Write Advice – author Clare Fisher discusses getting short fiction published
At Professional Writing Academy we love short fiction – it’s a great tool for exploring new ideas and the perfect form to tell concise, engaging, experimental stories. Here, our Faber Academy students speak to novelist and short fiction author Clare Fisher about self-doubt, how she plans her work and getting short fiction published.
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Q – Hi Clare, and thanks for joining us! To start, how do you approach the process of getting your work published?
Clare Fisher – Happy to talk to you all! Well, it depends very much on what you’ve written. I wrote my short story collection before I had an agent. Because I knew short stories weren’t very commercial, and that my stories were not really proper stories (they’re very short and experimental), I went directly to Influx as I thought they might like them. Luckily they did!
If you want to go with a bigger publisher, you need an agent first. With my novel, I sent my synopsis and opening chapters to 8-10 agents who were interested in debut, voice-driven and/or lit fiction. I chose them based on who they represented and what they were interested in. A few were interested, and I chose the one who I felt was most invested in my long-term career and who was also very level-headed and experienced (although I met many who were lovely). She then sent it out to publishers, and I got a deal with Viking.
Q – Is there a market for short experimental stories?
CF – Yes, but they are niche. You probably won’t make big money out of it, but there are certainly people who are into it. Influx, Fitzcarraldo Editions and others are publishing short stories, along with lots of magazines.
Q – What motivated you to go into short story publishing.
CF – I just enjoyed writing short stories – I didn’t think about the market per se. It’s not a big market, so it’s not something to go into for money. However, it’s a really vibrant area, and people who read short stories tend to be passionate about them which is great.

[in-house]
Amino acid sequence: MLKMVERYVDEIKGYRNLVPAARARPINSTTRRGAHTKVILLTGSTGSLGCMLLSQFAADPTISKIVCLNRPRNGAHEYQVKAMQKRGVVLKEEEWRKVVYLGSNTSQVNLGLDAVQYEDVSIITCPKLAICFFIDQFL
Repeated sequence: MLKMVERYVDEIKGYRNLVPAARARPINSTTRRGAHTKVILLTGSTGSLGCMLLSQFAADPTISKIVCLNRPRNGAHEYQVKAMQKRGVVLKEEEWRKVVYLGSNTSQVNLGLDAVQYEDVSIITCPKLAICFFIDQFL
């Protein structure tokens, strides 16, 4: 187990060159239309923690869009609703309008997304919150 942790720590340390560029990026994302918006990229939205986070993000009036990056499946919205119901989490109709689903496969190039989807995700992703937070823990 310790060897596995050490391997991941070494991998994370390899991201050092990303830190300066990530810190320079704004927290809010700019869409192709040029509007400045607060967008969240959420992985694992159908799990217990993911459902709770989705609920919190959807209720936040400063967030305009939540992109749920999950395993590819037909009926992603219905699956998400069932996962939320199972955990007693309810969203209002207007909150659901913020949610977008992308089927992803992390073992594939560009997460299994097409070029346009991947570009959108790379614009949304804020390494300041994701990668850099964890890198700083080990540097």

Q – How do you know if your work is of a high enough standard to be published?
CF – You never do! It’s so hard to say whether something is ‘good’ enough. Many published books aren’t great from a technical point of view, but for one reason or another they’re commercial… Also, publishing is a business, and editors have to convince marketing and sales departments that a book will sell – this will partly be about its quality, but also due to a lot of other factors that have nothing to do with the writing.
Publishers may have an idea of what the market wants, and that may or may not fit with what you’ve written. There’s a lot of luck involved! And, there are always stories of books rejected by publishers which were then self-published or published by a smaller outfit and went on to do very well.
If you’re experiencing the sort of self-sabotaging doubt that tries to stop you in your tracks, don’t listen to it! Be kind to yourself. Maybe take a quick break, do something nice.
Q – What made you decide to go for a graduate degree in creative writing? Would you recommend it to others?
CF – I did one because I wanted to devote a year to writing. It was fun – you get a lot of one-to-one contact with experienced tutors and get to meet lots of other writers. It will help, I think, to progress your journey as a writer. It’s not, however, any fast-track or magic bullet to publication.
Q – Do you still doubt yourself when you write?
CF – Doubt isn’t something that ever really goes away – at least not in my experience. It’s more a matter of trying to work out what sort of doubt it is. What does it feel like? What is it directed towards? Rather than running away from it or letting it stop you writing entirely, it’s better to try and work out where it’s coming from.
Maybe a certain part of the story/a character/a voice isn’t working. In this way, it can help with editing. But if it’s the sort of self-sabotaging doubt that tries to stop you in your tracks, don’t listen to it! Be kind to yourself. Maybe take a quick break, do something nice.
Q – What was the hardest to write – your short story collection or your novel?
CF – I’m not sure. I think novels and short stories are difficult in different ways. With short fiction there’s the challenge of giving the reader a complete reading experience in a very short space. With a novel, it’s so big, so endless, and everything connects with everything else, so it’s a lot to hold in your head. That said, with the collection, I did think a lot about it as a whole and worked to add/remove/edit stories to make it seem balanced.
I wish I was more of a planner – I think, especially with a novel, you need a rough idea of where you need to go, and a few big scenes/reveals to aim for, but personally I find the most interesting stuff comes up in the writing.
Q – Do you believe in writers block? Many writers espouse it as a myth.